Learning may be better for most people using the pass/fail method. It encourages teamwork. I’m going to put out a radical idea here, but start off by explaining some philosophical values I believe in. I believe that every life is equal. I put the same value on meeting Jay-Z as I would to a homeless person on the street. Whether you are a person that makes a billion dollars or a person that makes a thousand in your lifetime, I would consider your lives to be equal. Whether you die at age 20 due to a genetic disease, or die at 50 due to alcoholism you are equal in my books. Obviously, morality becomes a factor when talking about violent criminals or ISIS (depressing to think about the crimes against humanity in the Middle East), but concerning wealth, status, education, lifestyle, sex or race, I believe in equality.
Because of this, I think university is for everyone. I think a university education is valuable to all. Anyone with the desire to become a student is valuable to a university. If you ask someone who has a negative attitude about school, they most likely relate their school experience to poor evaluation (grades). Everybody learns differently and someone who is not good at taking a test is most likely good at another type of evaluation.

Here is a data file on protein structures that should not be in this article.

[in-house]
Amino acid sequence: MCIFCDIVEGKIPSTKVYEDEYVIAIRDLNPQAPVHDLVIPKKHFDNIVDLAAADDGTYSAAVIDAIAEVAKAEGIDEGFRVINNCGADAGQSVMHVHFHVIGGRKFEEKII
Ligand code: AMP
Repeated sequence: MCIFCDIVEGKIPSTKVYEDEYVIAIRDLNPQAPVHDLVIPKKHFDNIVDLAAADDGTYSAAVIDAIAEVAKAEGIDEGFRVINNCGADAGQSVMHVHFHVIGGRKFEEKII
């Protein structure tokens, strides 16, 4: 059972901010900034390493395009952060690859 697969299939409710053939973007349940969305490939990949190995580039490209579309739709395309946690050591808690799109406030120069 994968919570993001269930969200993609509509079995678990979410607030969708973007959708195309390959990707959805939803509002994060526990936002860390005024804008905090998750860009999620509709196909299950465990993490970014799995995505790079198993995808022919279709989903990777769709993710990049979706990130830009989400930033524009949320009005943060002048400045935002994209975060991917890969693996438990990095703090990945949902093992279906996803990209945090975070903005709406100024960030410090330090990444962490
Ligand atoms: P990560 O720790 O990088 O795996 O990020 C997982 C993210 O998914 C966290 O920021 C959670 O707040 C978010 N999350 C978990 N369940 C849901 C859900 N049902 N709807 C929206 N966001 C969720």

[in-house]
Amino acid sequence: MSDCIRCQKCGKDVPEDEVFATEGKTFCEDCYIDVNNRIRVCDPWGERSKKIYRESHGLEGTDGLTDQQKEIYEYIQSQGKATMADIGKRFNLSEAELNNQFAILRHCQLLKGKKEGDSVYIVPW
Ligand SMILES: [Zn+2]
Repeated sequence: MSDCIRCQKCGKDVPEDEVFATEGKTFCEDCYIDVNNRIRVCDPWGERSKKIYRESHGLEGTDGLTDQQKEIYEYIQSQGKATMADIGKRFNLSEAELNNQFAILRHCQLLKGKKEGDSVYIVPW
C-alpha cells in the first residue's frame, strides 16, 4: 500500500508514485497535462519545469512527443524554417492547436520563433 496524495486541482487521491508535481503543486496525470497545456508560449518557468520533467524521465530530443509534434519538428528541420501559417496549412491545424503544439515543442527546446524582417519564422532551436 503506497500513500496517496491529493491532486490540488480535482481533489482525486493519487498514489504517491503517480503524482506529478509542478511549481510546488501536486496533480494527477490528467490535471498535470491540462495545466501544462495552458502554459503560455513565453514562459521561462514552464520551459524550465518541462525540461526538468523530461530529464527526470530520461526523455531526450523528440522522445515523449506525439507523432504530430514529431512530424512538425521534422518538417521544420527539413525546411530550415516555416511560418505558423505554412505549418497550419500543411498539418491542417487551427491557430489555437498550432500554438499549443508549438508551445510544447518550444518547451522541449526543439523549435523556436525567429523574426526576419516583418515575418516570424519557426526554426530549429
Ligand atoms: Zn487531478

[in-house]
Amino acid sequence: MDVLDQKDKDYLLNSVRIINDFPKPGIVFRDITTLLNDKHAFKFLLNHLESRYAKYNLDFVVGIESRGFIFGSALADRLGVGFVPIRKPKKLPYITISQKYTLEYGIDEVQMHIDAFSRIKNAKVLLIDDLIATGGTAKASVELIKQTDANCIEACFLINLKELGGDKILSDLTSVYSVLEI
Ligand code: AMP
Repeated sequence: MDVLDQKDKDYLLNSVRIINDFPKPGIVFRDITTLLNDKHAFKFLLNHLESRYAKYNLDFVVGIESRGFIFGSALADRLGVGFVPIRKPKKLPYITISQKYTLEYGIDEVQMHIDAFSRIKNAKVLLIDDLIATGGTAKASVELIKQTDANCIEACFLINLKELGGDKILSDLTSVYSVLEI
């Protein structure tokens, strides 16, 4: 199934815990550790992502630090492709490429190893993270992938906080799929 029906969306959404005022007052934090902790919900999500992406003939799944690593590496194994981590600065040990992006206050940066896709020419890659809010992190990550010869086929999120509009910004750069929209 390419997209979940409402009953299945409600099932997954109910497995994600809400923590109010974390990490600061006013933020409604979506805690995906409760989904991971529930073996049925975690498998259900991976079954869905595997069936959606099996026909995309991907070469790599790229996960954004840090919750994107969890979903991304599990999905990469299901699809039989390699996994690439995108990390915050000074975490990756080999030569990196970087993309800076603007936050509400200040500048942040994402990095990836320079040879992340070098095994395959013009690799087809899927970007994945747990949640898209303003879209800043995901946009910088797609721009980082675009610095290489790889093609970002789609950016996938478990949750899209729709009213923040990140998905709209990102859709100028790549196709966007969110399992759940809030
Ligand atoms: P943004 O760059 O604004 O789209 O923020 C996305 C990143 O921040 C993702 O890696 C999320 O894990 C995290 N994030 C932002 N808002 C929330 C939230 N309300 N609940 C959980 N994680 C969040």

That’s why academic evaluation should be about choice. That’s right; you choose your method of evaluation. Want a written test? Want an interview style? How about expressing your knowledge through drawing? What about belonging to a team and doing it as a group? However you want to express yourself, you can. Do you only want to compete against yourself? No problem. Like the hyper-competitive atmosphere of everyone against each other? That’s your choice. Creativity encouraged. Evaluate based on individual improvement.
For example, I had a friend who had a lab report that had a graph and the printer cut off the graph, so he drew in the rest of it on the page. He lost a lot of marks for that move! In my opinion, give him bonus marks. He had an additional problem to tackle and he found a solution. This is fundamentally what academics is about – find solutions to problems and come to an understanding of why the problem existed.
I know most of these ideas put more on administrators and professors’ plates and, logistically, they are already doing all they can. They are also under-appreciated and, as a peer, I encourage you to let your professor know when you enjoy a class. Say hi to the janitor in the morning or the food service worker who made your lunch. We are all part of the same team and we all represent the University of Victoria. What I’m trying to say is, focus on what you can control and don’t get too hung up on things that are out of your control, but make a mental note of the changes you’d like to make if you had the chance. That opportunity might come someday and, when it does, you’ll be ready!